15 Slow Cooker Hacks You Probably Didn’t Know About
Get rid of the white film in a slow cooker with baking soda and dish soap.
Have a stubborn white film that won’t come off in a regular washing? Here’s a solution: add about three tablespoons of baking soda and a few drops of dish soap to your pot, and fill it up with water. Turn your slow cooker on low for a few hours. Then, pour out the water and use a non-abrasive sponge and a bit more baking soda to scrub away the film. Rinse and your slow cooker should look like new!
Create a barrier with foil to use one Crock-Pot for two dips.
Use heavy duty foil to create a snug barrier that cuts across your slow cooker. Then use a slow cooker liner to keep two different dips separated.
Convert any recipe to a slow cooker recipe.
You may have to adjust the amount of liquid called for in the recipe (like adding 1/2 cup water or broth if no liquid is called for), but otherwise, converting a conventional-cooking recipe to a Crock-Pot one is easy. Just use the guide above. Also, if you’re making a stew or soup, just be sure to add the veggies in first and place the meat on top.
Brown meats before placing them in a Crock-Pot for more flavor.
Although you can cook meat fully in a slow cooker, searing meats first will give your dish a richer flavor. The seared pieces help hold in juices, and any extra fatty parts crisp up nicely.
Melt and keep chocolate melted for dipping and baking.
Fill mason jars with chocolate chips and other candy melts. Then, fill your slow cooker halfway with hot water and turn the cooker on high. After about 30 minutes (uncovered), give the chocolate a stir. If the chocolate is fully melted, then set your Crock-Pot to low, and the chocolate should stay melted for a couple of hours. Just make sure not to cover your slow cooker—any water or moisture that gets into the chocolate will cause it to seize.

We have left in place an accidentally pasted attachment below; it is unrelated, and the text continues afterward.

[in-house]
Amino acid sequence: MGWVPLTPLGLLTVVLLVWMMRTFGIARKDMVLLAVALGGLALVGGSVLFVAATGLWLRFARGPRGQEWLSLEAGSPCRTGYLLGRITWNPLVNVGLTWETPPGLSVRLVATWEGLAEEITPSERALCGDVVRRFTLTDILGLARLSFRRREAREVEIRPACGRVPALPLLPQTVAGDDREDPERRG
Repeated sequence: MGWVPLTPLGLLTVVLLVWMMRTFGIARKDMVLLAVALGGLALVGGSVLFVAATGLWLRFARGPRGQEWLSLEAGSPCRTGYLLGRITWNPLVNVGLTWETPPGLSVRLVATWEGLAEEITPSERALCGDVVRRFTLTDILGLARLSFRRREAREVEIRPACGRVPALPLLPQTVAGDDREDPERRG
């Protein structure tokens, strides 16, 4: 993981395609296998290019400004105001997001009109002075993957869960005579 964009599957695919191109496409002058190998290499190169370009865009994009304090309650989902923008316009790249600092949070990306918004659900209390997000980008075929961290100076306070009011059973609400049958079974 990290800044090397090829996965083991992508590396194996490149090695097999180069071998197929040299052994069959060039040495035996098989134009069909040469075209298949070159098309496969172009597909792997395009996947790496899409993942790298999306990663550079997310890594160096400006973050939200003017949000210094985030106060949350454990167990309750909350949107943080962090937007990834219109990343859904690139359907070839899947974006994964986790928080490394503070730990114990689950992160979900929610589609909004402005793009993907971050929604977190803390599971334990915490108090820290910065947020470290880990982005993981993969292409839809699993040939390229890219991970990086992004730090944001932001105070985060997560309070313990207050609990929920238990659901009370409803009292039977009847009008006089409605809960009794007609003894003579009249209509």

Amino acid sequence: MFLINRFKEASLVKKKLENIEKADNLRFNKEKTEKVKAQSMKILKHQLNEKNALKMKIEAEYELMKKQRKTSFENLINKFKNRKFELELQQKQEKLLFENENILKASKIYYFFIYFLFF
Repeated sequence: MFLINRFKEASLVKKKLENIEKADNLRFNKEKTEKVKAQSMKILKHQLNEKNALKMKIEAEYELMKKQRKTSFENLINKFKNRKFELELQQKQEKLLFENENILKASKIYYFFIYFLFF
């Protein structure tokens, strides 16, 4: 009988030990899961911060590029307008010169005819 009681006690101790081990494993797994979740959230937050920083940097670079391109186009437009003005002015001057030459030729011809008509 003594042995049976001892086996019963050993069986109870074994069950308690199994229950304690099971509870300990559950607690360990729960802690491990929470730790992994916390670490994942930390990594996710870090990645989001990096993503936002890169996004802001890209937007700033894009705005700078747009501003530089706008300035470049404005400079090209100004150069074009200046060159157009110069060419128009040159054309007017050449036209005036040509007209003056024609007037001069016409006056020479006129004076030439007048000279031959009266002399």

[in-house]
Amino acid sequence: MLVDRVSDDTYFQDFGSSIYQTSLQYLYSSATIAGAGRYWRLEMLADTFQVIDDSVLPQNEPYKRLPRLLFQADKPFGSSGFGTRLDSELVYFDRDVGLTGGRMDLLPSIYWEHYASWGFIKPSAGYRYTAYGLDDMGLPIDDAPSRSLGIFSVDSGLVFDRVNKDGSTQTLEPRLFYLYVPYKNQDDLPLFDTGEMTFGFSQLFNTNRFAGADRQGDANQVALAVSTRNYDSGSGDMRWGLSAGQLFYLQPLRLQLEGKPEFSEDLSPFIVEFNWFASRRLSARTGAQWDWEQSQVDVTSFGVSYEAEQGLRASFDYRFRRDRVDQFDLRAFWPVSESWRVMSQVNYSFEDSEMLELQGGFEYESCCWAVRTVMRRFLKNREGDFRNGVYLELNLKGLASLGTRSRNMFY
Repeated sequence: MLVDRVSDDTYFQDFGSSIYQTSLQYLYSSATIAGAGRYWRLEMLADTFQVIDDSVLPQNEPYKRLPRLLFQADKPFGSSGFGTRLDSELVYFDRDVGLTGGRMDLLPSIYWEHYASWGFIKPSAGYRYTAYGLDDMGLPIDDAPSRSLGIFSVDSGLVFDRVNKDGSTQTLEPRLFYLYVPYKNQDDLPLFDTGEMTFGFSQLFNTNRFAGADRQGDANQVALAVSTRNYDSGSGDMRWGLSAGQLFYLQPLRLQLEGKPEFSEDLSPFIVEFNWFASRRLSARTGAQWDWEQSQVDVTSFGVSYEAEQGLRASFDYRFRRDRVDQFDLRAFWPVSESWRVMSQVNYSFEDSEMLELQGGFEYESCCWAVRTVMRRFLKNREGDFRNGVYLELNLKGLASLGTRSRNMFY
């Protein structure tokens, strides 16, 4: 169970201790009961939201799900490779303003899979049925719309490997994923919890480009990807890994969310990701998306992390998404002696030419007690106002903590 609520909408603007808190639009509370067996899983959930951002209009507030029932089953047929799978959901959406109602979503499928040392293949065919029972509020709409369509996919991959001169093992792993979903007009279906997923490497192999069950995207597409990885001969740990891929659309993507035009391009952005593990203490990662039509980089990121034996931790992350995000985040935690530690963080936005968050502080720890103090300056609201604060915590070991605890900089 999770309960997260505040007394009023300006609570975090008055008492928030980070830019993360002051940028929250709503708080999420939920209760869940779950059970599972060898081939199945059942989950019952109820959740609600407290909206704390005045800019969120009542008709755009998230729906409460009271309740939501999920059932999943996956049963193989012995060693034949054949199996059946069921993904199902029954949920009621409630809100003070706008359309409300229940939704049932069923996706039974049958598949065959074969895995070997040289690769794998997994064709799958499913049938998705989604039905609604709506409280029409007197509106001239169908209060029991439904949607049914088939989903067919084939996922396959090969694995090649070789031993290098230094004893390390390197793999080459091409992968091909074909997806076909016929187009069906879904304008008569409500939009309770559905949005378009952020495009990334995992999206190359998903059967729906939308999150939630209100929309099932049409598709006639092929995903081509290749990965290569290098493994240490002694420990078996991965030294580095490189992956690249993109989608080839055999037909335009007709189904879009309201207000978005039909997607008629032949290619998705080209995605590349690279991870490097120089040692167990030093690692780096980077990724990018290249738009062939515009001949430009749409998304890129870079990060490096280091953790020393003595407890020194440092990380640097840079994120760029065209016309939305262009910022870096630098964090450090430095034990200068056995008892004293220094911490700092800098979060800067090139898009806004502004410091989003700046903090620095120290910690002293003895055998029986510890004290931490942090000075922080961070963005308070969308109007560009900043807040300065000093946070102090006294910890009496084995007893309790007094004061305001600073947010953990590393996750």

Cook the main dish and sides at the same time by wrapping individual foods in foil.
Making a roast, and want potatoes not soaked in the juices as a side? Wrap the seasoned roast and potatoes individually, and the flavors will stay separate.
Make your own yogurt.
Homemade, healthy yogurt starts in…your Crock-Pot! This recipe is simple (you only need two cheap ingredients) and yields enough to freeze for smoothies!
Use your slow cooker to keep food (like mashed potatoes) warm on Thanksgiving.
Free up your burners with this easy tip, and remember to stir your potatoes at least once every half hour.
Melt down wax and add wicks to make your own candles.
These are so easy to create and make the perfect gifts! Just melt down some wax, add color and your favorite essential oils, stick in a wick, and let cool.
Use broken pieces of crayons to create Crock-Pot crayons.
Melt down all those broken crayon bits in a Crock-Pot and have kids reuse them, or give them away as gifts. Use little Dixie cups, fun silicone baking shapes, or even empty toilet paper rolls as molds!
Catch unwanted condensation with a towel placed under your Crock-Pot lid.
This works especially well for Crock-Pot bread recipes.
Use a slow cooker as a makeshift humidifier.
Fill your Crock-Pot about three-quarters of the way up with water, cover, and turn the setting on high. After about an hour, let the moisture escape into the air. Make sure to refill the pot with room-temperature water as needed—and don’t let the pot run when there’s nothing in it! Using multiple Crock-Pots as humidifiers throughout the house works like a charm when you’re feeling under the weather!
Make your home smell good by using your Crock-Pot as a potpourri warmer.
Boil cinnamon sticks, apple peels, orange rinds, whole cloves, cranberries, and other delicious-smelling ingredients in water.
Avoid overcooking with a Christmas light timer.
A heavy-duty appliance timer costs about $10 on Amazon and can assist you with your slow-cooking adventures if your Crock-Pot doesn’t already have a built-in timer.
Line your slow cooker in foil for easy cleanup and even cooking.
If you find that the food you cook in your Crock-Pot tends to be more crisp on the edges than you’d like, try lining the inside with foil. The foil will help distribute heat evenly and make cleanup a breeze.